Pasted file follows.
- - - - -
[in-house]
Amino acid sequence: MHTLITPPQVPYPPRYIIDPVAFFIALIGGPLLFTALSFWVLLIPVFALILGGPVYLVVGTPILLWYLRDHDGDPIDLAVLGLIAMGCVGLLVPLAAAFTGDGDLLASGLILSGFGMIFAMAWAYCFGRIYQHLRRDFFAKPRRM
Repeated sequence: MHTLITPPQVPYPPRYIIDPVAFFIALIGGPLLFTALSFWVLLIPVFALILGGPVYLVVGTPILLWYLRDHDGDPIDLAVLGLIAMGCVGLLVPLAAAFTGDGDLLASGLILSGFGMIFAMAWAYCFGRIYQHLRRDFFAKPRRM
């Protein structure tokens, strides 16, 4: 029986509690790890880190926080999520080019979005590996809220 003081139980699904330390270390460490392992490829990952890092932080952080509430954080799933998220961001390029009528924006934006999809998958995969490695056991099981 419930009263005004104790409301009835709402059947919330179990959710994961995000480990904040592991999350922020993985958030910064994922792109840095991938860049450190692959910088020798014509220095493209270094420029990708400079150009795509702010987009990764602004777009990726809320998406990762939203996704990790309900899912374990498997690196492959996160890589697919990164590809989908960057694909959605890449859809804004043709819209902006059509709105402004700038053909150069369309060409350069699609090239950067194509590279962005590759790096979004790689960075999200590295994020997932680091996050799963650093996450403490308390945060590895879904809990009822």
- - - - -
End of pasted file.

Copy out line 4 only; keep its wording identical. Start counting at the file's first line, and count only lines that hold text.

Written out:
């Protein structure tokens, strides 16, 4: 029986509690790890880190926080999520080019979005590996809220 003081139980699904330390270390460490392992490829990952890092932080952080509430954080799933998220961001390029009528924006934006999809998958995969490695056991099981 419930009263005004104790409301009835709402059947919330179990959710994961995000480990904040592991999350922020993985958030910064994922792109840095991938860049450190692959910088020798014509220095493209270094420029990708400079150009795509702010987009990764602004777009990726809320998406990762939203996704990790309900899912374990498997690196492959996160890589697919990164590809989908960057694909959605890449859809804004043709819209902006059509709105402004700038053909150069369309060409350069699609090239950067194509590279962005590759790096979004790689960075999200590295994020997932680091996050799963650093996450403490308390945060590895879904809990009822």